February 22, 2022

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Five lessons my mom taught me

My mother died recently at the age of 92. My considerably sized family gathered in the few days between her entering palliative care in the long-term care facility where she’d lived for most of a decade and her passing. I’m #7 in a family of eight children that spans 20 years from oldest to youngest. We all have different experiences and memories of my mom. What follows is my reflection of life with Mom, which I read at her funeral.

As I get older, I reflect on my stories about Mom, and I’ve begun to see her in a way that is informed by her past, through the lens of her grandmother, Alice.

Alice was a British Home Child who came to Canada at the age of 10 and was sent to work for a farmer. If you can, imagine a 10-year-old girl, relinquished to strangers by her parents or grandparents, sailing across the ocean to work as an unpaid servant.

I imagine Alice’s deep sense of being abandoned. I imagine the incredible resilience and work ethic that must have been instilled in that wee 10-year-old. I imagine as a child, my mom may have wanted to ask a lot of questions of her Grandma Alice, who lived with her family, but back then, children were seen and not heard. I think Mom might have learned lessons from Alice that were so inherent that she passed them on to us, like lessons codified in our DNA.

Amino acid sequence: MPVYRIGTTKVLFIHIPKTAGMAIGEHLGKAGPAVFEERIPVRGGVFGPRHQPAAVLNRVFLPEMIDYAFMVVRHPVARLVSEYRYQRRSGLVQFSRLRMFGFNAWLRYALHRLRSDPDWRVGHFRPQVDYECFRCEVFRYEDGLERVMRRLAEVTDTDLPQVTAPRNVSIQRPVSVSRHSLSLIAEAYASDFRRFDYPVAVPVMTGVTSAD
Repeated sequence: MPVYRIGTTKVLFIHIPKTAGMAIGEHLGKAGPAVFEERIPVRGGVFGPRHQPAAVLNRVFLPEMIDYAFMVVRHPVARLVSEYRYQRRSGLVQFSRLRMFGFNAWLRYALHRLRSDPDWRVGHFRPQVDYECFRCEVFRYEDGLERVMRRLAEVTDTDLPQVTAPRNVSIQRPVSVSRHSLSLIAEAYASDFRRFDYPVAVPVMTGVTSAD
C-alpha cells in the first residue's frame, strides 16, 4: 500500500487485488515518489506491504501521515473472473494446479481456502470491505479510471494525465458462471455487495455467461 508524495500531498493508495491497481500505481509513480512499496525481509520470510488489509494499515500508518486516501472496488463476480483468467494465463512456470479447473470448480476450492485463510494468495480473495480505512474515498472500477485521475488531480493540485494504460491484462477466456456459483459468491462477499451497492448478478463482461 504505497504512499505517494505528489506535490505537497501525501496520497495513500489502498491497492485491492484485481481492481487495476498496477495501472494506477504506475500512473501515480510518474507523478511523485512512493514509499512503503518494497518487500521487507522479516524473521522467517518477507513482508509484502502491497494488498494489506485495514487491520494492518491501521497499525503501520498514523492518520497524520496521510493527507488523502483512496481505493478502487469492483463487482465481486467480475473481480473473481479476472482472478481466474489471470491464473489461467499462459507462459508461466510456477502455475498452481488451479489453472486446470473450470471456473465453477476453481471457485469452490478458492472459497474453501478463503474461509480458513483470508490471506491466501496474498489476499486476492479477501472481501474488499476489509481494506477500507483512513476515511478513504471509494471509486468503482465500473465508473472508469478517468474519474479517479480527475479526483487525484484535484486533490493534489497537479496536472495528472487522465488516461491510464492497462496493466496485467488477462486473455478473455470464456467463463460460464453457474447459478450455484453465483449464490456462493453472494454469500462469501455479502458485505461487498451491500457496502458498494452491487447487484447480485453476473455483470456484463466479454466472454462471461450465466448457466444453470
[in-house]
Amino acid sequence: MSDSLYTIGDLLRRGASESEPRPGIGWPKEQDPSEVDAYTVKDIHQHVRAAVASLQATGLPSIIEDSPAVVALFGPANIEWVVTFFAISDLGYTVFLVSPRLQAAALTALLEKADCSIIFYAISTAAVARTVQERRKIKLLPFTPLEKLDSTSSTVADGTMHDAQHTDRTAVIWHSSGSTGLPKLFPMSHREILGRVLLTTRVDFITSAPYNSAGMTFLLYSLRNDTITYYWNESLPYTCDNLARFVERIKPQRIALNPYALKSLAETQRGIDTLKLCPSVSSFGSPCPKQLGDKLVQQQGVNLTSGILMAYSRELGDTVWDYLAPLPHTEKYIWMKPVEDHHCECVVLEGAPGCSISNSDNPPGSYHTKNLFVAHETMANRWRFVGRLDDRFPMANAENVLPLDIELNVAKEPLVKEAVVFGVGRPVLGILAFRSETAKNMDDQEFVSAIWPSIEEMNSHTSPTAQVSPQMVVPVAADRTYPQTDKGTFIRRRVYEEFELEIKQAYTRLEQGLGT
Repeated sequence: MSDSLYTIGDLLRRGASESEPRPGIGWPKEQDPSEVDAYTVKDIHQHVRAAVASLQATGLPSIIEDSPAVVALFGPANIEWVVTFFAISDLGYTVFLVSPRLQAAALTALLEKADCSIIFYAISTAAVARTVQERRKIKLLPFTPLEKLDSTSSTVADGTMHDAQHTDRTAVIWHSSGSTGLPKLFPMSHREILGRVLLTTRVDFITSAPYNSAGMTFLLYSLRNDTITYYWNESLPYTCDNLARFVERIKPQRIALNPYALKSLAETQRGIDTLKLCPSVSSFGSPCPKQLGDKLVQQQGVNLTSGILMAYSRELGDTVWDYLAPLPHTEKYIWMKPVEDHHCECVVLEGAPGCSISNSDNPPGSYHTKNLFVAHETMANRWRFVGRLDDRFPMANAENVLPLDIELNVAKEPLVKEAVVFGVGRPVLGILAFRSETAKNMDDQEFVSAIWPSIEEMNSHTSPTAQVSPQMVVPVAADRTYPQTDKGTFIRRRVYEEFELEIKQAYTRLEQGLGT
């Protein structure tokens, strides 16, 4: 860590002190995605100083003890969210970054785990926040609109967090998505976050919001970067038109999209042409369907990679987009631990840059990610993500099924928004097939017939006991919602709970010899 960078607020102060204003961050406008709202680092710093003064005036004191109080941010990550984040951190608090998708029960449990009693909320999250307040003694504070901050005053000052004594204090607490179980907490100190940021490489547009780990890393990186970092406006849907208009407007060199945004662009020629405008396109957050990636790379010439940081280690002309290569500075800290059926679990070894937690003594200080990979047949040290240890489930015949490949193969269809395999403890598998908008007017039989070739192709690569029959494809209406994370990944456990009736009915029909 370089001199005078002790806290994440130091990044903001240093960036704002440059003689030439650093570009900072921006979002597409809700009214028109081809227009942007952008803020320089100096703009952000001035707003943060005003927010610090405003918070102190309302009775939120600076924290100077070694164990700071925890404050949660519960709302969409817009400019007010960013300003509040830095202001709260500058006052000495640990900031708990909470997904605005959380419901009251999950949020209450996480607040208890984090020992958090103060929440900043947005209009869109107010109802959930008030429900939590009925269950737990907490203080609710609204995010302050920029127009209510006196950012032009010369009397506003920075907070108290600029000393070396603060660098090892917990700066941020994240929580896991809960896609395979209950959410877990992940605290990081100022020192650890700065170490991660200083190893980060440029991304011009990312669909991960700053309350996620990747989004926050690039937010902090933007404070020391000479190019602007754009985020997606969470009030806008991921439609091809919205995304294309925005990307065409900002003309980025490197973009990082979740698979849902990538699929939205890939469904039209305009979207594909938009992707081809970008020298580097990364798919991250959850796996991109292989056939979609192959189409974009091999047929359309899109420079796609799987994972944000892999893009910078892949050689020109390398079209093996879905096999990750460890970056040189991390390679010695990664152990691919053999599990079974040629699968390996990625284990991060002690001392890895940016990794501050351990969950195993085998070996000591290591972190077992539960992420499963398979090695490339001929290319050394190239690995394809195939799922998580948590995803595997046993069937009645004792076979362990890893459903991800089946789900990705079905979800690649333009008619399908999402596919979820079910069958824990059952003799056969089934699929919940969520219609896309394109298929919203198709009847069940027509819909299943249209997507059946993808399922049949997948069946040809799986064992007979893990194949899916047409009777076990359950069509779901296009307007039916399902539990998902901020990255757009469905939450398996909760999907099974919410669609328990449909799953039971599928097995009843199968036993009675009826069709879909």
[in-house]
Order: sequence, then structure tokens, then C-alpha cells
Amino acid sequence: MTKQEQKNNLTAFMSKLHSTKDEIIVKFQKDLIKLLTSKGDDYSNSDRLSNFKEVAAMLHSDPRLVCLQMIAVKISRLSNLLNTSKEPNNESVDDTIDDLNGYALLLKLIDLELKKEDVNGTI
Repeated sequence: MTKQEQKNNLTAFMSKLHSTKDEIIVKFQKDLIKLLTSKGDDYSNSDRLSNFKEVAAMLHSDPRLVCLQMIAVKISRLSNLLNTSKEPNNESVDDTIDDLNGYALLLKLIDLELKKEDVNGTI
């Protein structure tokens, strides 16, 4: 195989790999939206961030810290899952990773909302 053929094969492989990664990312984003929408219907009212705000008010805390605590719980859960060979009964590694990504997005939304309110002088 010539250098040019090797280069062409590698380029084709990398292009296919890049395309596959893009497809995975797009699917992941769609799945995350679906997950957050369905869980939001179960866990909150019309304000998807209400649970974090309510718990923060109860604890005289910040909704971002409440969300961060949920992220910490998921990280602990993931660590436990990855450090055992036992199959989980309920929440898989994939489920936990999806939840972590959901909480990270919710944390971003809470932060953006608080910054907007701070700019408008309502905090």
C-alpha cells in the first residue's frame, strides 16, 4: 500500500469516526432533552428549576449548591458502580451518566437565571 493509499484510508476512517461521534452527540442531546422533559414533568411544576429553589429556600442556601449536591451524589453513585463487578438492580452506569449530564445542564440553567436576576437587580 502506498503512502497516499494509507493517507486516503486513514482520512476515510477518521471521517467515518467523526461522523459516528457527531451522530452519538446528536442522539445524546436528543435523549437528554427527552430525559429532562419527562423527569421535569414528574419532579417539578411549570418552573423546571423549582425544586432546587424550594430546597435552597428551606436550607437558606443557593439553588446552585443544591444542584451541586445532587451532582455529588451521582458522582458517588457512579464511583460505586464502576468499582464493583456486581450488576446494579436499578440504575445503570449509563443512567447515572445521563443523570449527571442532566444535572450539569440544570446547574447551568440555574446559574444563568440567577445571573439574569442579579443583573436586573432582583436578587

Here are five of those lessons (there are many more; maybe I’ll write more another day):

Mom was born the year the stock market crash triggered the Great Depression. Early years watching her parents and grandparents carefully count every penny, waste nothing, save everything, clearly had an impact on her. And through the rationing during World War II, and in the early years of marriage and having children, I’m certain there wasn’t a lot of spare change laying around. These learned skills of frugality came in handy.

Mom compared her purchases with every receipt; she clipped coupons from flyers. She darned socks and mended torn clothes. We all wore hand-me-downs, from older siblings or from cousins or neighbours. Her bin of random buttons came in handy for our sewing projects, and I recall even finding army buttons from her uncle’s war uniform in there.

Literally nothing was thrown out, not even the newspaper. Mom clipped obituaries and anniversary announcements from the newspaper, and saved napkins from weddings. Few life events for her friends or her children’s friends or her friends’ children went unclipped. Her winters were spent pasting these into scrap books.

Today marks my 712th entry into a diary documenting the pandemic. For many of those days, as I took my walks around neighbourhoods in my city to keep my mental health, I also took photos; I have amassed more than 6,000 photos. I suspect my own zeal to document life through photos and my daily pandemic journal are simply the 21st century versions of Mom’s need to clip newspapers and preserve the memories.

Mom taught me that you never really stop learning. She took workshops and courses, and night school classes. She read magazines, books, newspapers. She entered writing contests. She redecorated our house in her mind likely a dozen times, but in reality, only twice.

Mom had dreams. Most of her dreams were thwarted, but her dream to finish her high school education, well, she made that happen. She got those last two courses and she graduated in 1988, with me, probably a good 40 years after she’d left high school. She had a natural curiosity, and she’d try her hand at anything, which sometimes worked out. Sometimes not.

I honestly don’t know how she fit it all in. Mom worked hard. When I think of my early years at home on the farm, I remember the work most. Picking rocks, stooking sheaves, threshing, throwing hay bales, feeding animals and collecting eggs, weeding in the garden. That’s just part of the list for outside.